By Adrian Martinez
January 12, 2016
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An overhead photo of the leaking Aliso Canyon well pad, which is polluting the Porter Ranch community in Los Angeles County. EARTHWORKS / CC 2.0 BY
Since October, people across the nation have been monitoring a massive leak at SoCal Gas’ natural gas storage facility in the San Fernando Valley. This is the largest underground methane storage facility in the western United States, and the leak is one of the largest environmental disasters ever in Southern California. At a recent public hearing on the gas leak, frustration at the manmade environmental disaster threatened to boil over. Earthjustice is working with groups who want the storage facility shut down because the laws and regulations are not in place to allow this old and deteriorated facility to operate safely.
Porter Ranch town center. PHOTO BY KENT KANOUSE / CC BY-NC 2.0
Lawsuits have been filed, California’s elected leaders have vowed to take action and Governor Brown has even declared a State of Emergency. The leak, called the Aliso Canyon leak or the Porter Ranch leak, is a local nightmare that has led to health impacts, such as headaches and nausea, and a dramatic reduction in quality of life for local residents.
The effects of this leak are immense. Thousands of people have been displaced and two schools have been relocated. But that’s not all. The implications for climate change are also severe, especially given California’s desire to be a climate leader. One University of California, Davis scientist estimated that the nearly 100,000 pounds of greenhouse gases spewed into the atmosphere every hour from the methane leak is equivalent to “the weight of a U.S. Navy super carrier every month.” The EPA has stated that, “Pound for pound, the comparative impact of [methane] on climate change is more than 25 times greater than CO2 over a 100-year period.”
An infrared view of the natural gas leak at the Aliso Canyon storage facility owned by Southern California Gas Company. ENVIRONMENTAL DEFENSE FUND/YOUTUBE
The leak is also a call to arms about flaws in the oversight of complex fossil fuel infrastructure, especially in Southern California where residential developments sit side-by-side with flammable, polluting fossil fuel structures. In this case, the storage facility is spewing climate-changing greenhouse gas pollution hourly with a fix more than a month away. The leak is so difficult to address because engineers must slowly and carefully drill two relief wells thousands of feet into the ground to perfectly intercept the leaking 7-inch gas pipe. Reports have surfaced indicating that the leaking well did not include a safety valve, which does not appear to be required under current regulations.
The South Coast Air Quality Management District Hearing Board held a public hearing in the community at the Granada Hills Charter School near Porter Ranch on Saturday, January 9. This agency is responsible for ensuring oil and gas facilities are not creating a nuisance in the region. The hearing attracted one of the largest crowds ever—if not the largest—for a hearing before this board. Given the overwhelming public response, the board had to punt its decision on what to include in an abatement order for SoCal Gas until the following Saturday. (An abatement order requires a company not following the law to clean up its act or shut down.)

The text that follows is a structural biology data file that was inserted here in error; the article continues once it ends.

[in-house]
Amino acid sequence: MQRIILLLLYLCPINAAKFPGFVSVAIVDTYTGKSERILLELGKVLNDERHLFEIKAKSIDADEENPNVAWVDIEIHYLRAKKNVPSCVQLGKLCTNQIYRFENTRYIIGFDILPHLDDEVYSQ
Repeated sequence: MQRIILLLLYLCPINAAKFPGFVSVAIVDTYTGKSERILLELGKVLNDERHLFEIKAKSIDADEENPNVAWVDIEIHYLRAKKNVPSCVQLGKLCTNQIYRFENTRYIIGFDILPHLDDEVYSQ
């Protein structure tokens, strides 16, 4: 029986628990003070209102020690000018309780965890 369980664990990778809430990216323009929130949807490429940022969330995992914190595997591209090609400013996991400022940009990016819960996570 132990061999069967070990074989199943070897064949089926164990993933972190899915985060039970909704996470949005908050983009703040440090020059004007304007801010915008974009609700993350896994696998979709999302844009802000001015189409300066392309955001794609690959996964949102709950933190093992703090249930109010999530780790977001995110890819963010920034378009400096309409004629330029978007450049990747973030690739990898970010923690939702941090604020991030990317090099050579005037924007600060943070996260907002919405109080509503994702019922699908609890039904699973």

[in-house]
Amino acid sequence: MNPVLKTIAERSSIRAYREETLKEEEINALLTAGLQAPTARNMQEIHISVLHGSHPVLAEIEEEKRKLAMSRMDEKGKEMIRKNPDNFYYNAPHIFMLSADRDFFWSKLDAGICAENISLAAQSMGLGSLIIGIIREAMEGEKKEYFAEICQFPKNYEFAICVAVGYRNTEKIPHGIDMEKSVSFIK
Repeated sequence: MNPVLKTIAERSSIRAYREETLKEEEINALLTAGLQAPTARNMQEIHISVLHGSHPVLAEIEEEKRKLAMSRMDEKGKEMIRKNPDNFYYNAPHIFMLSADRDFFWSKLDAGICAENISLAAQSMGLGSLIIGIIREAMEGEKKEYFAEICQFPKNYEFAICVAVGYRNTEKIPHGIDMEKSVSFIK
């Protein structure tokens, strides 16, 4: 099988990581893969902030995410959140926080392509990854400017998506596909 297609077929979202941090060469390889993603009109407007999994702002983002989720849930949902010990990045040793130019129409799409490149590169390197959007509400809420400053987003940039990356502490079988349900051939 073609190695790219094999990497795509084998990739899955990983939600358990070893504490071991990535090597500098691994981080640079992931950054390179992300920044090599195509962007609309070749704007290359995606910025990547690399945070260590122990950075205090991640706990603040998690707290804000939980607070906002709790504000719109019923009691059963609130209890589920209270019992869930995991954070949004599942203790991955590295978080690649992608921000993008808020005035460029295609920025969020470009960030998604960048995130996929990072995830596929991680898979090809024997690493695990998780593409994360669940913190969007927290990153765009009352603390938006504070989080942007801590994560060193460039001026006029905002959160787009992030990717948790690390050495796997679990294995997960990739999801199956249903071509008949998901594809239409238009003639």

The Aliso Canyon gas and oil field, photographed from Mission Point. PHOTO BY ROY RANDALL/CC BY-NC-ND 2.0
At the hearing, the air district staff and SoCal Gas presented their negotiated plan to address the leak. Their joint filing agrees that the company will monitor the leaking well, inspect the equipment at the entire facility over the next two years and fund a community health study, among other requirements. There will also be financial penalties associated with the leak, but the fees are negotiated privately by the air district legal staff and SoCal Gas.
Earthjustice worked with Food & Water Watch and Save Porter Ranch to provide input to the hearing board. These groups want more than the negotiated terms in place while SoCal Gas works to make the area safe again; they (and others) want the entire gas storage facility shut down. Per the negotiated agreement, SoCal Gas has two years to inspect the entire facility, and under the negotiated approach, the facility will be allowed to operate during this period. Many alarmed residents argue that if it takes two years to inspect the facility to ensure all wells are in working order, SoCal Gas should not be able to operate it in the interim. SoCal Gas needs to draw down the gas reserve as quickly as possible, but once emptied, there should be a complete moratorium on operations. Moreover, residents are calling for greater oversight and transparency over SoCal Gas’ required air monitoring activities.
Between the Santa Barbara oil spill last year and now this massive leak, Californians in particular are seeing strong evidence of the urgent need for action to protect our health and welfare from fossil fuel infrastructure. But they’re not alone. People across the nation face impacts from fossil fuel infrastructure, whether it’s oil and gas wells in neighborhoods or massive refinery complexes. There is clearly a lack of regulatory oversight to match the dangers of this aging infrastructure. Let’s hope the South Coast hearing board steps up to the challenge and places the interests of people and the environment over those of oil and gas companies.